By 2019, Peninsula communities will be connected with electrified Caltrain service that can reduce travel times and improve service frequency on a system with enhanced safety, reliability, capacity and less need for taxpayer operating subsidies. Electrification also provides substantial environmental benefits to the region’s air quality through a dramatic reduction in greenhouse gas emissions.
Funding for these benefits is coming in part from local, regional and federal sources, but almost half of it has been committed by the California High-Speed Rail Authority. The authority is helping to create these local improvements because eventually, after further study and the completion of a separate environmental analysis, this modernized rail corridor will be part of a new transportation network that connects Bay Area residents to the rest of the state with high-speed rail.
In the meantime, the authority’s investment means Caltrain will be upgraded, increasing the system’s daily ridership to nearly 70,000 and improving regional traffic congestion by reducing the amount of vehicular travel on our busy freeways by 235,000 miles per day. The project will help meet our regional air quality goals by reducing Caltrain’s greenhouse gas emissions by 84 percent, and it will help improve the economy by generating more than $2.5 billion in economic value.
In order to achieve these benefits, it is critical that California’s high-speed rail project continues to advance with funding approved by California voters in 2008. Since then, Caltrain and the authority have worked collaboratively to ensure high-speed rail is implemented on the Peninsula in a way that facilitates early investment in the region’s transportation needs, and is constructed in a way that minimizes impacts to surrounding neighborhoods.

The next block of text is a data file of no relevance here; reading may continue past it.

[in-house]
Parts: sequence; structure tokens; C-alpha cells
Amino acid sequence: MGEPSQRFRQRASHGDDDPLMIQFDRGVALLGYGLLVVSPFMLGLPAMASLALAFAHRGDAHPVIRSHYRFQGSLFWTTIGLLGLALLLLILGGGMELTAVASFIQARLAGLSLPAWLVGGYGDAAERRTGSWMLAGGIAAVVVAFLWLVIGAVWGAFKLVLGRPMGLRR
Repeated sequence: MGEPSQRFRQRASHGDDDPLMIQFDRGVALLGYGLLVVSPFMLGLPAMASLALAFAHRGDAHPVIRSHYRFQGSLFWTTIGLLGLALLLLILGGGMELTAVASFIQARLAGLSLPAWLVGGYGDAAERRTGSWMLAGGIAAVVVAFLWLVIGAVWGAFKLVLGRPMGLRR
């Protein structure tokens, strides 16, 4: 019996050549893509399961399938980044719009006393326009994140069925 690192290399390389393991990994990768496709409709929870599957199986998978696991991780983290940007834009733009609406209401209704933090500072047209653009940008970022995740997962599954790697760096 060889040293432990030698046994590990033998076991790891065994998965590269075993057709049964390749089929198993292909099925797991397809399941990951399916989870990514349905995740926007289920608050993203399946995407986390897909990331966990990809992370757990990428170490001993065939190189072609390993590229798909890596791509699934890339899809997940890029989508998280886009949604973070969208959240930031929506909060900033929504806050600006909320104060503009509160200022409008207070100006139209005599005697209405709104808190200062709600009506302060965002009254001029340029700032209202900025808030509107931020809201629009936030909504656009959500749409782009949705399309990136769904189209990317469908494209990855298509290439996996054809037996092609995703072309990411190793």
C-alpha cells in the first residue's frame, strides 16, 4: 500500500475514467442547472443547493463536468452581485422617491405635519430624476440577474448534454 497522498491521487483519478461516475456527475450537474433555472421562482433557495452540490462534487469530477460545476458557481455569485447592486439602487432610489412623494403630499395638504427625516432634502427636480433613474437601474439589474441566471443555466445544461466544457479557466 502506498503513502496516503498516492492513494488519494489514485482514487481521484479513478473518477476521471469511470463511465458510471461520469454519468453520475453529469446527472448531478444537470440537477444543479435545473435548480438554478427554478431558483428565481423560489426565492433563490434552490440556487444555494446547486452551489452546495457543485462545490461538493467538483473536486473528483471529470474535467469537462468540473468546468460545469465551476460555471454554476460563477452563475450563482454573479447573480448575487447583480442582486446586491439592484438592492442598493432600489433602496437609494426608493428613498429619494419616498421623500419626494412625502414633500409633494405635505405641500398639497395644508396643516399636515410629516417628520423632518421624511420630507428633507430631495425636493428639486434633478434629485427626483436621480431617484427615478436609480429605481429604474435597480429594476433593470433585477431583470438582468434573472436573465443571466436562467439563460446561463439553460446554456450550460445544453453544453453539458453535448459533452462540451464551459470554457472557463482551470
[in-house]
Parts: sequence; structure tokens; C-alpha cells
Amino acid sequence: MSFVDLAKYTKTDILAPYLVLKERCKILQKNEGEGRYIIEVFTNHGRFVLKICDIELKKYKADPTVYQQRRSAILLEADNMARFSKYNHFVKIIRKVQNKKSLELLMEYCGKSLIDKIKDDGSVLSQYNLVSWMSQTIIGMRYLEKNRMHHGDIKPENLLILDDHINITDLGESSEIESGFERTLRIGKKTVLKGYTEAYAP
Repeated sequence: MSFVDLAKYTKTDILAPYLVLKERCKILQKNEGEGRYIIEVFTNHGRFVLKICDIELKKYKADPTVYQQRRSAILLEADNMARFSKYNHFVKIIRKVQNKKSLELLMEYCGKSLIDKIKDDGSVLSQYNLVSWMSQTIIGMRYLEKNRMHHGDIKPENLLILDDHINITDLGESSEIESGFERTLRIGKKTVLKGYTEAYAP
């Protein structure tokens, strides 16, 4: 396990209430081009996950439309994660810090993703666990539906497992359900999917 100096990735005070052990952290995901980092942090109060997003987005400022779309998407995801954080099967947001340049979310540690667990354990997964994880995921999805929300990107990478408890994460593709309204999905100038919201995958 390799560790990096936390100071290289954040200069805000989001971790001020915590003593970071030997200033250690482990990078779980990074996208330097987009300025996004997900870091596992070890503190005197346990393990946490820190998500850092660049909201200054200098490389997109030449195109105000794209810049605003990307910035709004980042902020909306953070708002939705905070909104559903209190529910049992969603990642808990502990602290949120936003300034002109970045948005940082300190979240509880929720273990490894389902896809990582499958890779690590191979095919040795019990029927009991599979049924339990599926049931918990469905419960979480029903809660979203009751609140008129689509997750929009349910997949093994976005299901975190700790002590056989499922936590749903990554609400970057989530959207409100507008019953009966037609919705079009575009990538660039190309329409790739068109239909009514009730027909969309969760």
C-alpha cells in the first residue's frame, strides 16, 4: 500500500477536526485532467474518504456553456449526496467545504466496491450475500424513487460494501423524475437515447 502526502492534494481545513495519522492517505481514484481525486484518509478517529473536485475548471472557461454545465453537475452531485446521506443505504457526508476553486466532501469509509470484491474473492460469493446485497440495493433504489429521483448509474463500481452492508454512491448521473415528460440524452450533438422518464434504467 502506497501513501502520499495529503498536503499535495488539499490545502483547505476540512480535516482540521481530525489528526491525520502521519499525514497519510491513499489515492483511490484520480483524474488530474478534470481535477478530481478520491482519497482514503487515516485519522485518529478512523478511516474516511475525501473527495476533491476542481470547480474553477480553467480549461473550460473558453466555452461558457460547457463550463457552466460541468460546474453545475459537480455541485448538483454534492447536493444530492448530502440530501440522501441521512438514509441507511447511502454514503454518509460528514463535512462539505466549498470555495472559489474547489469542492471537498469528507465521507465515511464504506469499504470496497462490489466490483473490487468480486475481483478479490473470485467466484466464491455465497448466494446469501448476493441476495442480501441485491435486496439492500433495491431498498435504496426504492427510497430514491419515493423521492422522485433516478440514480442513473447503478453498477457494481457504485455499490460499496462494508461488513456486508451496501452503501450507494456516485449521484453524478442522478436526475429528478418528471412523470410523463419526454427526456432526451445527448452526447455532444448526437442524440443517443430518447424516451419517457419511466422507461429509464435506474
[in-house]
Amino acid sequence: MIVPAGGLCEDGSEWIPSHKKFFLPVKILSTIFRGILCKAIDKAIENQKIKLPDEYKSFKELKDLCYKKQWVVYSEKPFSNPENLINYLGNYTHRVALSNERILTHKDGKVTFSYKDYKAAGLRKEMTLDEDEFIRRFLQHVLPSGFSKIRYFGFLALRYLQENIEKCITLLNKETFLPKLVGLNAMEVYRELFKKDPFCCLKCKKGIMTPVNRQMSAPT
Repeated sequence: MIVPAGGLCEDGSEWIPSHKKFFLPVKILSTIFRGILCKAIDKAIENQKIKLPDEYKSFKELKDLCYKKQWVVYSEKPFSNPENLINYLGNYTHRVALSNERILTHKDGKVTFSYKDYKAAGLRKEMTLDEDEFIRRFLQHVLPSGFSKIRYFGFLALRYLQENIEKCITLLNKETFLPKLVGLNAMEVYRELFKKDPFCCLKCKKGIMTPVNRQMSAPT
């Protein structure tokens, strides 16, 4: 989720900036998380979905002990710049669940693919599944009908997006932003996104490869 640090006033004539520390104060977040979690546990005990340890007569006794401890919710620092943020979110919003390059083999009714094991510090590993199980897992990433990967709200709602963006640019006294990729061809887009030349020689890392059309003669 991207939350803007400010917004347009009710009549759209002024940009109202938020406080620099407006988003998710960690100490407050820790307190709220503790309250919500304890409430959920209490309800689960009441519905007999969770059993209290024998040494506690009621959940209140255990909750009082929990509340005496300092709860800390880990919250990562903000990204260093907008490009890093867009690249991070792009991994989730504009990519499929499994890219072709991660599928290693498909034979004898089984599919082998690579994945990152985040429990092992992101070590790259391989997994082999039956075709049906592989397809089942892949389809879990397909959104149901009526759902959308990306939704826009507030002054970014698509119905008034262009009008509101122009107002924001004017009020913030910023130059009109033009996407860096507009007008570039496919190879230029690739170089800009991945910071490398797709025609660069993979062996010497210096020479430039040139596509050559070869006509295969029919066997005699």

These two core principles — investing in local needs and minimizing impacts — are the foundation of a nine-party agreement approved in 2012. That agreement allocates $706 million in state high-speed rail funds for Caltrain modernization and limits the high-speed rail project to one that primarily uses Caltrain’s existing track configuration, avoiding the need for an aerial, four-track system that was widely opposed by local communities. These changes were a direct reflection of local involvement in the project and demonstrate how closely Caltrain, the California High-Speed Rail Authority and the stakeholders are working to ensure an outcome that benefits the entire community.
Caltrain, the authority and other local stakeholders are working together under these principles to plan and implement transportation improvements that enhance our economy, improve our environment and help us prepare to meet the near- and long-term demands of a growing region.
In 2012, the Legislature signaled agreement with this approach when it appropriated the state’s full share of funding needed to provide Peninsula communities with an improved Caltrain. Last year, installation of the corridor’s modernized signal system began, and the project marked an important milestone last month with the release of the corridor electrification project’s draft environmental impact report.
We have made great progress, but there is a lot of work that needs to be done and many challenges that still need to be addressed. We have waited a long time, but with shared investment and careful, collaborative planning, our communities will finally have the state-of-the-art rail system they deserve.